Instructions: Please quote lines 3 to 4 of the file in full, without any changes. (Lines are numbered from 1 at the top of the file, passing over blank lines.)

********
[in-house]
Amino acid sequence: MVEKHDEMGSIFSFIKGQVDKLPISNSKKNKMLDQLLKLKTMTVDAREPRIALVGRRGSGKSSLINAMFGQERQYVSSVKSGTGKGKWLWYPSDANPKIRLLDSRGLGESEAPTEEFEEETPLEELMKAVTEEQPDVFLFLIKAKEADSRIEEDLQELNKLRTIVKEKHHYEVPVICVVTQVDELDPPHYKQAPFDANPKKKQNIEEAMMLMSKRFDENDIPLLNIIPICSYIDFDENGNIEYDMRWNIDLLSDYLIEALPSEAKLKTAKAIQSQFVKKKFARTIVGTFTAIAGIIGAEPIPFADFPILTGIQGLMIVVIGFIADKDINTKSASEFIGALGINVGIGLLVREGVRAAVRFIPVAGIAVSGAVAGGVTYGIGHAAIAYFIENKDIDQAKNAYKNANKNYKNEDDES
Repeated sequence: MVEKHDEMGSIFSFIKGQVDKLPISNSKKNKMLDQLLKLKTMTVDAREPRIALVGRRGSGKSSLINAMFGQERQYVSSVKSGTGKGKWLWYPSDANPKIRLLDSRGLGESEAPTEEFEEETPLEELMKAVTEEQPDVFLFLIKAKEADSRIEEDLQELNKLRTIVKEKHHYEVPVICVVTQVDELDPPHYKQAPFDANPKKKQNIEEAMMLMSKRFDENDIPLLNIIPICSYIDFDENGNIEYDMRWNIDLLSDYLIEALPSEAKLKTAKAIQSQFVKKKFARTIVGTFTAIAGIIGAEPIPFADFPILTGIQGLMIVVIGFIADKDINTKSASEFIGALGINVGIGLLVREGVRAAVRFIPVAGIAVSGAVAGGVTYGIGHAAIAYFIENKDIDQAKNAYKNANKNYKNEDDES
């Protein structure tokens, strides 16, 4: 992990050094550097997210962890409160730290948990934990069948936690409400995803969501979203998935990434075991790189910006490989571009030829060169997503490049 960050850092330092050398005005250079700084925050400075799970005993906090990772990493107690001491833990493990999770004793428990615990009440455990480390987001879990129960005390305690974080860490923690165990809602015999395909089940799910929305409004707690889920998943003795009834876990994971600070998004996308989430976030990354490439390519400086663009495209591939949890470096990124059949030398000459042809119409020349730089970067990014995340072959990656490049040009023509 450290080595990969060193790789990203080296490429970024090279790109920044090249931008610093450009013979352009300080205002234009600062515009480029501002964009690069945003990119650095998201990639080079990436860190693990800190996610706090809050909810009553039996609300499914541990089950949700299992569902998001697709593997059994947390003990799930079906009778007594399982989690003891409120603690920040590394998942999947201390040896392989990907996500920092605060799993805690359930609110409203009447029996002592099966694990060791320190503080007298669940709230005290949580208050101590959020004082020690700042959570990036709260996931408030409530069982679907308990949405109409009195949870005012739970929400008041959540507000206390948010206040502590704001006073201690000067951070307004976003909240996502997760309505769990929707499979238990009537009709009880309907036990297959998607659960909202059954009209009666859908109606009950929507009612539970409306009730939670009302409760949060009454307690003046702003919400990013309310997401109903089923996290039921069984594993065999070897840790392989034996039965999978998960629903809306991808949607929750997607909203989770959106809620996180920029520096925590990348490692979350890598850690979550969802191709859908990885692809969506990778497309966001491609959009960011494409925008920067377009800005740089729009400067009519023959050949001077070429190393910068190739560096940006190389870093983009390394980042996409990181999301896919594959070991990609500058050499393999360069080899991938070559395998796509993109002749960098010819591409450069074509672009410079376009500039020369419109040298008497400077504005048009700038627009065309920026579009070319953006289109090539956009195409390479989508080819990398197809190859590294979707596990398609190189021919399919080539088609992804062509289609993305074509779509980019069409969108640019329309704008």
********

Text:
Repeated sequence: MVEKHDEMGSIFSFIKGQVDKLPISNSKKNKMLDQLLKLKTMTVDAREPRIALVGRRGSGKSSLINAMFGQERQYVSSVKSGTGKGKWLWYPSDANPKIRLLDSRGLGESEAPTEEFEEETPLEELMKAVTEEQPDVFLFLIKAKEADSRIEEDLQELNKLRTIVKEKHHYEVPVICVVTQVDELDPPHYKQAPFDANPKKKQNIEEAMMLMSKRFDENDIPLLNIIPICSYIDFDENGNIEYDMRWNIDLLSDYLIEALPSEAKLKTAKAIQSQFVKKKFARTIVGTFTAIAGIIGAEPIPFADFPILTGIQGLMIVVIGFIADKDINTKSASEFIGALGINVGIGLLVREGVRAAVRFIPVAGIAVSGAVAGGVTYGIGHAAIAYFIENKDIDQAKNAYKNANKNYKNEDDES
């Protein structure tokens, strides 16, 4: 992990050094550097997210962890409160730290948990934990069948936690409400995803969501979203998935990434075991790189910006490989571009030829060169997503490049 960050850092330092050398005005250079700084925050400075799970005993906090990772990493107690001491833990493990999770004793428990615990009440455990480390987001879990129960005390305690974080860490923690165990809602015999395909089940799910929305409004707690889920998943003795009834876990994971600070998004996308989430976030990354490439390519400086663009495209591939949890470096990124059949030398000459042809119409020349730089970067990014995340072959990656490049040009023509 450290080595990969060193790789990203080296490429970024090279790109920044090249931008610093450009013979352009300080205002234009600062515009480029501002964009690069945003990119650095998201990639080079990436860190693990800190996610706090809050909810009553039996609300499914541990089950949700299992569902998001697709593997059994947390003990799930079906009778007594399982989690003891409120603690920040590394998942999947201390040896392989990907996500920092605060799993805690359930609110409203009447029996002592099966694990060791320190503080007298669940709230005290949580208050101590959020004082020690700042959570990036709260996931408030409530069982679907308990949405109409009195949870005012739970929400008041959540507000206390948010206040502590704001006073201690000067951070307004976003909240996502997760309505769990929707499979238990009537009709009880309907036990297959998607659960909202059954009209009666859908109606009950929507009612539970409306009730939670009302409760949060009454307690003046702003919400990013309310997401109903089923996290039921069984594993065999070897840790392989034996039965999978998960629903809306991808949607929750997607909203989770959106809620996180920029520096925590990348490692979350890598850690979550969802191709859908990885692809969506990778497309966001491609959009960011494409925008920067377009800005740089729009400067009519023959050949001077070429190393910068190739560096940006190389870093983009390394980042996409990181999301896919594959070991990609500058050499393999360069080899991938070559395998796509993109002749960098010819591409450069074509672009410079376009500039020369419109040298008497400077504005048009700038627009065309920026579009070319953006289109090539956009195409390479989508080819990398197809190859590294979707596990398609190189021919399919080539088609992804062509289609993305074509779509980019069409969108640019329309704008």